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HealthStart to incubate 15-20 startups in healthcare space

12 February, 2013

HealthStart Pte Ltd, which will soon launch a healthcare-focused incubator in Delhi, is looking to incubate around 15-20 startups this year with a seed capital of up to $100,000 (approx Rs 53 lakh). The organisation, which claims to be the country’s first incubator to focus on healthcare entrepreneurship, will essentially focus on technology players, mobile health solutions and low-cost healthcare within the segment.

“The idea behind HealthStart is that we should create an ecosystem for entrepreneurship, specifically targeted within the healthcare space,” Pradeep K Jaisingh, founder and chairman of the firm, told VCCircle. “This is because even as there are a lot of entrepreneurs who are interested in the segment and want to start a company, there is no support structure,” he added.

An alumnus of IIM Ahmedabad, Jaisingh is currently the managing director & CEO of International Oncology – a global cancer care and research company setting up a chain of comprehensive cancer care centres.

According to Jaisingh, HealthStart will provide startups with infrastructure and seed capital, among others. “We are going to look at the entire spectrum of support – right from seed funding to looking at their business models – and will invest between $50,000 and $100,000. That’s what incubators globally invest in startups,” he said.

HealthStart will also provide ready-to-operate working space including facilities like computers and the internet. Plus, it will help the startups with networking, find resources for their management teams and also focus on active mentoring.

“The number of startups will depend on how many good investment-worthy cases we come across. We will be happy if we come across 15-20 startups that are worth supporting,” said Jaisingh.

Other founding partners of the company include Vivek Jetley, Raj Airey, Anil Gupta, Suhail Chander and Jayant Goel.

Jetley was previously the country manager (India) and senior director (healthcare) at Avenue Capital Group, leading the fund’s healthcare and India investment strategy. Earlier, he had also worked with Parkway Health of Singapore and was the managing director at Max India.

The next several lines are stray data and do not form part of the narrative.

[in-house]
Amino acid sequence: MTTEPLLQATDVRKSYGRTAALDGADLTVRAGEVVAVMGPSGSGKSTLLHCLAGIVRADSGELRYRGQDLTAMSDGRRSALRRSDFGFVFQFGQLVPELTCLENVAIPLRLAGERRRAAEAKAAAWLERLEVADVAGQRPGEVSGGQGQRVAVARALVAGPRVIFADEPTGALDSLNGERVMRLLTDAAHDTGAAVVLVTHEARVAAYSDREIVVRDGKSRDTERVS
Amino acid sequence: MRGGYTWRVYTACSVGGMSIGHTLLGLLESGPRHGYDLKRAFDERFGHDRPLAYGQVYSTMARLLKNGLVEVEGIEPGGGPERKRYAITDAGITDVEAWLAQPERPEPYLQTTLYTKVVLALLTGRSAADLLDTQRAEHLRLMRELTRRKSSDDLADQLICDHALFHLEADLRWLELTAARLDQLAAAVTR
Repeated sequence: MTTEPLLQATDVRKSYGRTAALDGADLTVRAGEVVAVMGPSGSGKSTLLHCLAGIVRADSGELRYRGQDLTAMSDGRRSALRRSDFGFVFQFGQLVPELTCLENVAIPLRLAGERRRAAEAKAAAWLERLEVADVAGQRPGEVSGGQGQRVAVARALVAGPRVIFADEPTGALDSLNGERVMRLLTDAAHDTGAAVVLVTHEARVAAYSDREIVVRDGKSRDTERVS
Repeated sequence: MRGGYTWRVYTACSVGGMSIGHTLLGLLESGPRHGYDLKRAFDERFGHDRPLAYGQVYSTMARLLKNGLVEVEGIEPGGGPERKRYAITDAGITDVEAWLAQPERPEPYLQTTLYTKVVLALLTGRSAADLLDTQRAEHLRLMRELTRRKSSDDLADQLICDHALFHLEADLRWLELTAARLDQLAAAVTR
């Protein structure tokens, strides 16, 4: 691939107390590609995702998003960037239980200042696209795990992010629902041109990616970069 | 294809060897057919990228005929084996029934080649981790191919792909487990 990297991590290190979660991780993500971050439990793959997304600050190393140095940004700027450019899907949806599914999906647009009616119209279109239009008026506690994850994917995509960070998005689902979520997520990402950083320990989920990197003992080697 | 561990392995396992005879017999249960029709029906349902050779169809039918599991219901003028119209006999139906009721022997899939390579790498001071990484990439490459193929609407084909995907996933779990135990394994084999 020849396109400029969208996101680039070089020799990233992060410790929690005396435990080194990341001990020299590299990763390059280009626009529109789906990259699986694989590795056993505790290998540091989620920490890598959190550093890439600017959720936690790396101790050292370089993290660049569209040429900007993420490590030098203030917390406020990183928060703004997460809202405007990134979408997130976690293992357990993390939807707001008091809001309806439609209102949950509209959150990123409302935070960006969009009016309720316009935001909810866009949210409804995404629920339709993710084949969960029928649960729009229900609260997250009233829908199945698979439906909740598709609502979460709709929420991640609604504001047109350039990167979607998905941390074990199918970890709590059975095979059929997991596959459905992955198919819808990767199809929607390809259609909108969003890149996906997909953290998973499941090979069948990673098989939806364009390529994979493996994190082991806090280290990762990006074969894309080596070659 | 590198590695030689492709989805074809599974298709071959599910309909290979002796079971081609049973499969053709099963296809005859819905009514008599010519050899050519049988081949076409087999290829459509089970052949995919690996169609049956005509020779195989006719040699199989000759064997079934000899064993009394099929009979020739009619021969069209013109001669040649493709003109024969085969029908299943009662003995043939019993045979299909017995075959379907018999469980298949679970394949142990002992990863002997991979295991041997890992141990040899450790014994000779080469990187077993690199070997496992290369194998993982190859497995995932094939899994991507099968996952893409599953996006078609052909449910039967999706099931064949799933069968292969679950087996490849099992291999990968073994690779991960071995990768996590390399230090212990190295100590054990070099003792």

Airey is a UK-based NRI who was previously the CEO of the India unit of NYSE-listed healthcare company Baxter. He is also the founding partner of Wizzcare Home Health Solutions which provides home-based healthcare support to families and senior citizens living in India. Gupta was earlier president & head of Reliance Infrastructure and also president & India head of Honeywell International. While Chander leads Indusind Bank’s corporate and commercial banking business, Goel worked with Arthur Andersen, Hughes and Fidelity International in the past and also set up his own consulting outfit.

HealthStart would also look at promoting startups at a global level. The incubator will look both ways – at Indian startups whose products are relevant for the global market and overseas entrepreneurs who have businesses focused on Indian markets.

“Since India is a market that is difficult to ignore, overseas startups who want to have a presence in India will be a focus. On the other hand, we will support Indian startups with global ambitions,” explained Jaisingh.

HealthStart will be officially launched on Feb 15 at the Indian Habitat Centre in Delhi. The launch event – Enabling Healthcare Entrepreneurship – is organised by The Indus Entrepreneurs’ (TiE) Delhi-NCR Healthcare Special Group (SIG).

Although HealthStart is one of the few incubators exclusively focusing on the Indian healthcare segment, there are other incubators and accelerators in the country who are working in the technology space. These include The Morpheus, VentureNursery, AngelPrime, iAccelerator and Global INcubation SERVices (GINSERV), among others. Kochi-based Startup Village is another niche incubator with focus on technology and telecom space.

(Edited by Sanghamitra Mandal)


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1 Comment
Sandy . 5 years ago

Sad part of Indian incubator system is none of the founders are entrepreneurs and most of them do not understand the pain through which a start-up goes. If a start-up get bit traction they start arm twisting and try to maximize their gain. It demotivates founders and, sometime, he gives up. Unfortunately, capital is very scare resource in India and these incubators are trying to leverage the opportunity

HealthStart to incubate 15-20 startups in healthcare space

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